The war was renewed again after Governor Berkeley having failed to present a formal commission to Bacon and to allow him to proceed with his campaign against the Indians. Due to this failure, Bacon and his army group went to Jamestown and attacked the city killing a good number of men, women, and children respectively. This made the governor Berkeley to issue the commission to Bacon and even was forced to include into the law of series of legislative acts referred to as “Bacon’s Law”. However, the whole event ended immediately after the death of Bacon from dysentery.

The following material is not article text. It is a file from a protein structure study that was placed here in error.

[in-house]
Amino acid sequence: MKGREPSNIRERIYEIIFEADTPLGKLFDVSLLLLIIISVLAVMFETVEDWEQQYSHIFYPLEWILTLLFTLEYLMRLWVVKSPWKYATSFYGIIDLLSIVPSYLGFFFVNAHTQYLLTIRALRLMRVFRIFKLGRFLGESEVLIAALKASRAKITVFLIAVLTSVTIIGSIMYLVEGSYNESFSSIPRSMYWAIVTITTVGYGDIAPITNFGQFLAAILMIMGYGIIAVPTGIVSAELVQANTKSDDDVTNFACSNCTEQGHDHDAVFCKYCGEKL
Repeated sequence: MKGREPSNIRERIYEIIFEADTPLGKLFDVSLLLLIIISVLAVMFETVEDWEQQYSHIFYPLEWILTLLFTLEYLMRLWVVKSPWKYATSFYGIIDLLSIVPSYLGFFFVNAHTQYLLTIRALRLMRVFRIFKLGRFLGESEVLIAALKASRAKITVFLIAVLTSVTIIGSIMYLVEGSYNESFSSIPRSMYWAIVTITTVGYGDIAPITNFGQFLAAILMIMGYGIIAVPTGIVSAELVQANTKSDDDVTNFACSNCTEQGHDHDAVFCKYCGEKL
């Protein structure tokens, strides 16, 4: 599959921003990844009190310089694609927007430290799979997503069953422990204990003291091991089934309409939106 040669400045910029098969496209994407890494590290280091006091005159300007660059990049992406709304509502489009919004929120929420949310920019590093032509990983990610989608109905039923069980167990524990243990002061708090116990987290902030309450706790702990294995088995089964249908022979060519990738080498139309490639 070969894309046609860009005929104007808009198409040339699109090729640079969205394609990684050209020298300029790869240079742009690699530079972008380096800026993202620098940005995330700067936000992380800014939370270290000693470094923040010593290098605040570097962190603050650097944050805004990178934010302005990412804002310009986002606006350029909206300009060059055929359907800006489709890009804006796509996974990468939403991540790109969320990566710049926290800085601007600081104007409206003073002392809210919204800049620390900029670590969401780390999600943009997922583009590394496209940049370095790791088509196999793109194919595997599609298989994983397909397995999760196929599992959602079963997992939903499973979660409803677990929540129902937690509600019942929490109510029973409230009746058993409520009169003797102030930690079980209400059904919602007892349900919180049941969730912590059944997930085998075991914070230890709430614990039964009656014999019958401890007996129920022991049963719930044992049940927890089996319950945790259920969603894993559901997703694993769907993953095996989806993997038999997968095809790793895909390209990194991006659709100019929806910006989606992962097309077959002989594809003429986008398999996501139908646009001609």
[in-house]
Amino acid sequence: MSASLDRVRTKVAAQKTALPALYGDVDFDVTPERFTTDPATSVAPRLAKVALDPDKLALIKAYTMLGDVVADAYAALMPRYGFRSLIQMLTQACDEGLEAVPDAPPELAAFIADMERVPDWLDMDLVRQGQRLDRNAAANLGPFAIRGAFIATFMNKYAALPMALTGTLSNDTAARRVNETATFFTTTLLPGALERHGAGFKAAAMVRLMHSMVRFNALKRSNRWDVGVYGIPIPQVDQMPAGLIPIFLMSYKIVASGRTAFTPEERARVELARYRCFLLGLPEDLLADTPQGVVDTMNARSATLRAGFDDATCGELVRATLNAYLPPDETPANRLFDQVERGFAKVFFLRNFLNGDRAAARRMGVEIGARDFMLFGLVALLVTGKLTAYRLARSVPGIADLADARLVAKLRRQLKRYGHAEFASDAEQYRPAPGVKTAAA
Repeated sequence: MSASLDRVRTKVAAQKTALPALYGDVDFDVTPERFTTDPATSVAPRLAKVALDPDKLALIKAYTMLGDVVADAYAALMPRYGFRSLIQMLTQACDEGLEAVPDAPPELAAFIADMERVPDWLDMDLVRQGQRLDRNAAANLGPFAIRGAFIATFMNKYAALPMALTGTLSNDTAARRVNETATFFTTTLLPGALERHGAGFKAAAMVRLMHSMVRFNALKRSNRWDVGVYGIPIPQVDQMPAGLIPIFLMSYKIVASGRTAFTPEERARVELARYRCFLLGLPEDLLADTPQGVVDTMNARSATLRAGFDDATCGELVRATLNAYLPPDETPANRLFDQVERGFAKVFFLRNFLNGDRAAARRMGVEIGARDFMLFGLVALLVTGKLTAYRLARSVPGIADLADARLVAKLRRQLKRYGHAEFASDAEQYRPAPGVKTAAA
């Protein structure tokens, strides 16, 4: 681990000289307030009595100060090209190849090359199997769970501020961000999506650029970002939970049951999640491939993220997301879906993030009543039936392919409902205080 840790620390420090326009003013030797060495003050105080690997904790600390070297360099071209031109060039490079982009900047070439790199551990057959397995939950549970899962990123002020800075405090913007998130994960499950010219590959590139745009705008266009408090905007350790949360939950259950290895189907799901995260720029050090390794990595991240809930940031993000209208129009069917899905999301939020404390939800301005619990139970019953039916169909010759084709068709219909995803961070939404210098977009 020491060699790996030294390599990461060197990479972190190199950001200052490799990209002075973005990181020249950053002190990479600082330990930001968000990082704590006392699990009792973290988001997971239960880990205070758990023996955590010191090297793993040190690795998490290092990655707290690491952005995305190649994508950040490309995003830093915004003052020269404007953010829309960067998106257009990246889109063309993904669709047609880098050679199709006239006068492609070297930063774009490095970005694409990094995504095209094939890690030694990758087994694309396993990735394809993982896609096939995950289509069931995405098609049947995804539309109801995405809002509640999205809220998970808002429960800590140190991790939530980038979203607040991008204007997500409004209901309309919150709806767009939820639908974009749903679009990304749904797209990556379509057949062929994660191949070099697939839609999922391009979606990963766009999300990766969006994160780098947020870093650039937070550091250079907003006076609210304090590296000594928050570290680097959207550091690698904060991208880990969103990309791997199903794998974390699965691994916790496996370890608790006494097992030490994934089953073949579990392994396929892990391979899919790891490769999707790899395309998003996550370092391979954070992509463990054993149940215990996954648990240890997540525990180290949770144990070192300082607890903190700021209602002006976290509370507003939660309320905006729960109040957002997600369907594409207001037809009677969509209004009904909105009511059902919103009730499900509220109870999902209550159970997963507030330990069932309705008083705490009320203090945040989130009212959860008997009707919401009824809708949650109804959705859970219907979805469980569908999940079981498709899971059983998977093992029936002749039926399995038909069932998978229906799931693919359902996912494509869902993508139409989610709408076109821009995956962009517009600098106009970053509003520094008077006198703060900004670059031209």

Bacons Rebellion was among the first historical American rebellion during the colonial in United States thus, it is recognized to have caused a huge literary activity. Governor Berkeley having taken the royal side during the English Protectorate was forced to resign his duty in 1676. However, he was reinstated at the restoration and this made him to do away with the Burgesses election of biennial. Governor Berkeley’s administration was considered to unfair in terms of levying of heavy taxes on people, employing only close friends to better and higher positions in workforce, and failing to give enough protection to war fighters from the attacks of the Indian government. Nathaniel Bacon was viewed a hero in American history especially at the time when Virginia was experiencing a multitude of hardships. This is because he came out as a good leader who could fight for the grievances of the weak and poor people that were being discriminated. However, Nathaniel Bacon had a weakness in his reign in that; he killed many people other than saving their lives. This therefore, makes him to have been more of a mass murderer other than a hero. He could attack and kill very innocent people in pretence of fighting against the Indians.